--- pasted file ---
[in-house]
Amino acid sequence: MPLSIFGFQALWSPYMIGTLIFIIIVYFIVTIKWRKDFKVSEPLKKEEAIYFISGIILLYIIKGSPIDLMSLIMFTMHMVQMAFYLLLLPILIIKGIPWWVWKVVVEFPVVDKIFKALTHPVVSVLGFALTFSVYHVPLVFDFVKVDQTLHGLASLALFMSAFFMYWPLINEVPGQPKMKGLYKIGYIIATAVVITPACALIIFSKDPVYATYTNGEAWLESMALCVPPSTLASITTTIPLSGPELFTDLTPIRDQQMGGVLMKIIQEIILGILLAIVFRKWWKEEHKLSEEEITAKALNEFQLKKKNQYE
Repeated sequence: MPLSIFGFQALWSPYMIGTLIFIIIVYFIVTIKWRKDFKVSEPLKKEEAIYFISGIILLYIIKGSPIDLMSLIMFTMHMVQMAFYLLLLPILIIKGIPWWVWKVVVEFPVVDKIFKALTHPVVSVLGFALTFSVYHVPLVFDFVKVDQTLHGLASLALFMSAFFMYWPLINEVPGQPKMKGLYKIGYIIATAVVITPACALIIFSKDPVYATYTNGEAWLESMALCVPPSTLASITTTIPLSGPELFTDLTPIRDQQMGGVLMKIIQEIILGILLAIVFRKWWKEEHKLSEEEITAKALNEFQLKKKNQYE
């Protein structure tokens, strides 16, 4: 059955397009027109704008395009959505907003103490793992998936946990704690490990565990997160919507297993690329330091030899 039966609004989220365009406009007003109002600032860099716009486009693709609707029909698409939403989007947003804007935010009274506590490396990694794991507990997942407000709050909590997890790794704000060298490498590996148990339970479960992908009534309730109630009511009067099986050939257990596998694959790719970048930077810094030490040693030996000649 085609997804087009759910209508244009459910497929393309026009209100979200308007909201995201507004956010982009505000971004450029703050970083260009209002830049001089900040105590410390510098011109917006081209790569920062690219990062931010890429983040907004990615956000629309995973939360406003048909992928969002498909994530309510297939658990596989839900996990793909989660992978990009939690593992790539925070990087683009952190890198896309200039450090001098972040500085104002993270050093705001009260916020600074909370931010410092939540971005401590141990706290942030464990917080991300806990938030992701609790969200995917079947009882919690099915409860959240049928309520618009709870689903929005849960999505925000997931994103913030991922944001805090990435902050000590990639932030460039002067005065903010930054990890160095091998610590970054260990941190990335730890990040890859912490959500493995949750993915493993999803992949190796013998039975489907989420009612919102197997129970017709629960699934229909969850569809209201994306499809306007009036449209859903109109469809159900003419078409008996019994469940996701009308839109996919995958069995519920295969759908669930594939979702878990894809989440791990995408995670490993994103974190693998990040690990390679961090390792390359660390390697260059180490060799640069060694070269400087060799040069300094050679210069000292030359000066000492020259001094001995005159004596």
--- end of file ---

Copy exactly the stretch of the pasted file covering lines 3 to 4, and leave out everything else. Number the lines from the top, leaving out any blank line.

Repeated sequence: MPLSIFGFQALWSPYMIGTLIFIIIVYFIVTIKWRKDFKVSEPLKKEEAIYFISGIILLYIIKGSPIDLMSLIMFTMHMVQMAFYLLLLPILIIKGIPWWVWKVVVEFPVVDKIFKALTHPVVSVLGFALTFSVYHVPLVFDFVKVDQTLHGLASLALFMSAFFMYWPLINEVPGQPKMKGLYKIGYIIATAVVITPACALIIFSKDPVYATYTNGEAWLESMALCVPPSTLASITTTIPLSGPELFTDLTPIRDQQMGGVLMKIIQEIILGILLAIVFRKWWKEEHKLSEEEITAKALNEFQLKKKNQYE
């Protein structure tokens, strides 16, 4: 059955397009027109704008395009959505907003103490793992998936946990704690490990565990997160919507297993690329330091030899 039966609004989220365009406009007003109002600032860099716009486009693709609707029909698409939403989007947003804007935010009274506590490396990694794991507990997942407000709050909590997890790794704000060298490498590996148990339970479960992908009534309730109630009511009067099986050939257990596998694959790719970048930077810094030490040693030996000649 085609997804087009759910209508244009459910497929393309026009209100979200308007909201995201507004956010982009505000971004450029703050970083260009209002830049001089900040105590410390510098011109917006081209790569920062690219990062931010890429983040907004990615956000629309995973939360406003048909992928969002498909994530309510297939658990596989839900996990793909989660992978990009939690593992790539925070990087683009952190890198896309200039450090001098972040500085104002993270050093705001009260916020600074909370931010410092939540971005401590141990706290942030464990917080991300806990938030992701609790969200995917079947009882919690099915409860959240049928309520618009709870689903929005849960999505925000997931994103913030991922944001805090990435902050000590990639932030460039002067005065903010930054990890160095091998610590970054260990941190990335730890990040890859912490959500493995949750993915493993999803992949190796013998039975489907989420009612919102197997129970017709629960699934229909969850569809209201994306499809306007009036449209859903109109469809159900003419078409008996019994469940996701009308839109996919995958069995519920295969759908669930594939979702878990894809989440791990995408995670490993994103974190693998990040690990390679961090390792390359660390390697260059180490060799640069060694070269400087060799040069300094050679210069000292030359000066000492020259001094001995005159004596």